Cousins collaborate to knock off nation’s No. 1 duo for NJ doubles crown

LEXINGTON – Ron Schaub didn’t need to coax his son, Ty, to come back after a 15-year hiatus and play in the tennis tournament he’s run since 1982.

His nephew, Jon Peters, did it for him.

Ninety years from now, someone might still be talking about how Peters and the younger Schaub repeatedly came through in the clutch to beat the nation’s top-ranked 50-and-over duo for the men’s doubles title in the 90th News Journal Tennis Tournament.

That’s the scene that unfolded Sunday as the two cousins collaborated to take down six-time men’s singles champ Jay Harris and his partner, Will Calhoun 6-3, 6-3 at Lexington High School.

“Ty just moved to Columbus and we work together (in insurance), so we talk all the time,” said Peters, who lives in Cincinnati. “We talked about the News Journal coming up, and you just never know how long Ty is going to be in Columbus, so you know what? Let’s play some dubs.”

A few weeks ago, they decided they better start practicing, especially since Harris and Calhoun were already committed and competing across the nation and bringing that No. 1 ranking to town.

Ty Schaub hits a forehand volley as partner Jon Peters looks on from the baseline.

Ty Schaub hits a forehand volley as partner Jon Peters looks on from the baseline.

So they called to set up some court time in Columbus with Melissa Schaub, Ty’s older sister and the four-time Big Ten Coach of the Year in charge of the Ohio State women’s team.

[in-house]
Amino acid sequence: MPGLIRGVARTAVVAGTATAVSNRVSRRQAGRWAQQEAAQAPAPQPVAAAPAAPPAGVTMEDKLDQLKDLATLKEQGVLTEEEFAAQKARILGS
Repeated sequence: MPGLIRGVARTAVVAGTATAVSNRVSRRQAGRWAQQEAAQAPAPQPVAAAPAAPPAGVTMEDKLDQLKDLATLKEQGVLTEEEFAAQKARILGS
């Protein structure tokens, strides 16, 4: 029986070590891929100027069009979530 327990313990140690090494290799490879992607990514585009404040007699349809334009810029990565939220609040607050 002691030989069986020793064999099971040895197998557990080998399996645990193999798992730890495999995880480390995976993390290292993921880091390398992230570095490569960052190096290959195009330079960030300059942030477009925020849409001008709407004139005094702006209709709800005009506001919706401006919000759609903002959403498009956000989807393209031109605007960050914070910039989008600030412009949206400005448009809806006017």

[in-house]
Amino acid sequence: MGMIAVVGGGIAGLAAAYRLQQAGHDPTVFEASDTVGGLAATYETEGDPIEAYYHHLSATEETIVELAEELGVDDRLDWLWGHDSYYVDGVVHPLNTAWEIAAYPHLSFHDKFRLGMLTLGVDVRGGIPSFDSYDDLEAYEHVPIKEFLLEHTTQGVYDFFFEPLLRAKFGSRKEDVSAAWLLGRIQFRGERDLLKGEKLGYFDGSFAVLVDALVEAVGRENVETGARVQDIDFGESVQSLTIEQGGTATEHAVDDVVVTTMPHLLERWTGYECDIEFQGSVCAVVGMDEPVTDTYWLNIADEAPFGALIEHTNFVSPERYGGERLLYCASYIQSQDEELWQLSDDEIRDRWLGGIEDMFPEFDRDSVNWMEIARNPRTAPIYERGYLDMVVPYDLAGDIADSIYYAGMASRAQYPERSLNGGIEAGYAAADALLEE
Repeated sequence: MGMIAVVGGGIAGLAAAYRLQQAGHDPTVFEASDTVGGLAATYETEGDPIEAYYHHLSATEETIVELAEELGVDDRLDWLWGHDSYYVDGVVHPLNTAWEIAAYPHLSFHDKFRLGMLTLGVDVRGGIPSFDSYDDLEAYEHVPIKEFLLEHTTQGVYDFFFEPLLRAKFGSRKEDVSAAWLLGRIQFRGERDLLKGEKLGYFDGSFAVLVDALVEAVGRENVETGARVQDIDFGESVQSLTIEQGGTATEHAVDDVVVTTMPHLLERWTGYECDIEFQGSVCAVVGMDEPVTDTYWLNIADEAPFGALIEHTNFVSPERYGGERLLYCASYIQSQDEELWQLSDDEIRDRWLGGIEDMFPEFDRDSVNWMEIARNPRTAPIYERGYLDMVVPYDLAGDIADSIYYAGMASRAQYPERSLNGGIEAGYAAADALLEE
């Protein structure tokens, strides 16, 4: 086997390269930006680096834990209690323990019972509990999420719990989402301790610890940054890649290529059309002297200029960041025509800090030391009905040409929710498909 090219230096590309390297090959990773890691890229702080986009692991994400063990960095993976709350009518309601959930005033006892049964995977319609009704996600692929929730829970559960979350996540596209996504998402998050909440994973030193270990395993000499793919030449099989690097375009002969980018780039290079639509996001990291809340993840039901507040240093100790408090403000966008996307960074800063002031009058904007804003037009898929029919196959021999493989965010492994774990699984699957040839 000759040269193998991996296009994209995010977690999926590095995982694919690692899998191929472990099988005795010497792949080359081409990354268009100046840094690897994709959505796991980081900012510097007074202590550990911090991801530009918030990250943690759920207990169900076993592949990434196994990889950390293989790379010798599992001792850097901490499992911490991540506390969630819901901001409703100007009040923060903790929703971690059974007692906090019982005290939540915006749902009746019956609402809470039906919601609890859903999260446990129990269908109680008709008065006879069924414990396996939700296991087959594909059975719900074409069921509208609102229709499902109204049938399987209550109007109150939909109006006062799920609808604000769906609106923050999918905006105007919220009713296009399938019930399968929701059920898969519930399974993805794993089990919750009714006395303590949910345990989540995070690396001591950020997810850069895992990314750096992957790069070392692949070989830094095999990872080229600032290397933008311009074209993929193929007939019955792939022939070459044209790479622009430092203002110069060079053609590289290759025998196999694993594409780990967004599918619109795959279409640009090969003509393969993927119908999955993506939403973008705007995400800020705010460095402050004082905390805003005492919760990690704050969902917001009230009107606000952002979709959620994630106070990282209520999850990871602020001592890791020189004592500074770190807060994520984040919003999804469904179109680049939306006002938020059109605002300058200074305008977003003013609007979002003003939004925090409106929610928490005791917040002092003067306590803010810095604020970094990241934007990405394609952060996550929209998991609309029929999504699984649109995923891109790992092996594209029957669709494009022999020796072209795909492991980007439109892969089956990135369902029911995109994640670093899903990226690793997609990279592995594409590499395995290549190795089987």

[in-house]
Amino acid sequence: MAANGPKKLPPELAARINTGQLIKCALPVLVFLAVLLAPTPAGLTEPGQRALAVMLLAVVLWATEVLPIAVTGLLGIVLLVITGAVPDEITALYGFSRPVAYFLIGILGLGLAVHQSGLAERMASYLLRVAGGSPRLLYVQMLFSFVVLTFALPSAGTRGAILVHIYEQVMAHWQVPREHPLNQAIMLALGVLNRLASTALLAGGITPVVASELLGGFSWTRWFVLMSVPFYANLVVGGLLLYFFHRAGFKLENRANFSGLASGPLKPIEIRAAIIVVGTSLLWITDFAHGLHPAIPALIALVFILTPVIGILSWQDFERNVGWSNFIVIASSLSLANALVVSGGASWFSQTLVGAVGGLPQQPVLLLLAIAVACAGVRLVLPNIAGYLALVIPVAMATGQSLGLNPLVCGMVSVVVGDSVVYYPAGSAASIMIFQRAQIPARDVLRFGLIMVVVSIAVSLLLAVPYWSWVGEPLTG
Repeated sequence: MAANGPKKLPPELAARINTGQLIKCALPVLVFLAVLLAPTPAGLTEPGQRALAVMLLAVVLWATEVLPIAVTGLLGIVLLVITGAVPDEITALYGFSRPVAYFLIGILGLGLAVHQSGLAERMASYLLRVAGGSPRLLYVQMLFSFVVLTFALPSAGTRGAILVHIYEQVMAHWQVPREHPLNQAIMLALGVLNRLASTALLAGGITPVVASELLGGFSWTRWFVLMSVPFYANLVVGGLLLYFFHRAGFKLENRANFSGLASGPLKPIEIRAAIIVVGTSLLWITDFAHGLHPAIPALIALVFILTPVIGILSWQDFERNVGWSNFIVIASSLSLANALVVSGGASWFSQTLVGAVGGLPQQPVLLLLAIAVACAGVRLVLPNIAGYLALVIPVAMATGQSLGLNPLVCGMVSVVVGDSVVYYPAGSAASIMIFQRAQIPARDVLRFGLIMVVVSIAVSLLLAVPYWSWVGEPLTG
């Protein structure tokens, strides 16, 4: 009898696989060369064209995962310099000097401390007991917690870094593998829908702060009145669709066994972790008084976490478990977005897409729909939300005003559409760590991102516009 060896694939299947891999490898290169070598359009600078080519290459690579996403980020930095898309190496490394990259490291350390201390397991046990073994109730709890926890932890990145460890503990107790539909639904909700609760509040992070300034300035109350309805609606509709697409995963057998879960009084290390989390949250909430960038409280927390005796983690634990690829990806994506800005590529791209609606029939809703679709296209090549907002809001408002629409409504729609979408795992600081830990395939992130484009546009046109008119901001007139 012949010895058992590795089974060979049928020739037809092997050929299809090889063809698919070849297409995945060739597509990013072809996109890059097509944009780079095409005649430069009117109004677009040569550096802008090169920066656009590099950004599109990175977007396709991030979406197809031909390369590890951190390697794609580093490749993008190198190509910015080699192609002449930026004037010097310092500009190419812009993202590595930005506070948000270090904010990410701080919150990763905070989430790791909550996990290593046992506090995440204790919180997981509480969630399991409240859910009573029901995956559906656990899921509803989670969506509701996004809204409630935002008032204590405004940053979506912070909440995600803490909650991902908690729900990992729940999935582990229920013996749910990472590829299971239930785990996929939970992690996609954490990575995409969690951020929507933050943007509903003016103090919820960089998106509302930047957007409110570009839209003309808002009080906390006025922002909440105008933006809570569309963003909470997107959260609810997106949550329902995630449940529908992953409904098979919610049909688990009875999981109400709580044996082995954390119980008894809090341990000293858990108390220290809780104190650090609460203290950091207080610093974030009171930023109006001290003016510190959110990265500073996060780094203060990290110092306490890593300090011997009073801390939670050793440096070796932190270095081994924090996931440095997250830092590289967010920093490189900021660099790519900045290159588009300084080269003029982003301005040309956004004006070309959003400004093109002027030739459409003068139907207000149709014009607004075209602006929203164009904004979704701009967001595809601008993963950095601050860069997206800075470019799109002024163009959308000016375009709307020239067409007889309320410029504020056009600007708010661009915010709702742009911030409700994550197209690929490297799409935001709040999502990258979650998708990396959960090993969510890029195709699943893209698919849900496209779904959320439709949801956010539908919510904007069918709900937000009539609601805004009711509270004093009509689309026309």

It pays to know people in high places.

“She fed us some balls and we got a practice set against some of her players,” Peters said. “A couple of weeks ago Melissa and I hit again and then Ty and I got in a couple of practices.”

Ty Schaub looked like he turned back the clock to 2008 when he last played in the News Journal and won the last of his five men’s singles titles. Since then he’s coached in six Division I college programs, and he and his wife, Martina, have had a son, Quinn, with another child on the way.

One thing hasn’t changed: Those quick hands that served Schaub well at the net Sunday.

“Even though I haven’t been playing matches, I’ve been around tennis the whole time,” Schaub, 37, said. “Up until a year ago, I was hitting while I coached college kids at South Carolina. Maybe my hands are as good now as ever being around those kids.”

Peters, whose mom Kathy is Ron Schaub’s sister, grew up in Cincinnati and played collegiately at Northern Kentucky. His last year was 2003.

“I started playing again a few years ago right before COVID,” Peters, 42, said. “Then my brother-in-law in Kentucky asked me to play on a 4.0 (intermediates/advanced level) team. We played a couple of matches, and it gave me a chance to spend time with him, so I enjoyed it.”

Ty Schaub digs out a low volley.

Ty Schaub digs out a low volley.

They got serious about their partnership and eventually won the Kentucky state tournament, which led to winning a national doubles championship in Oklahoma City.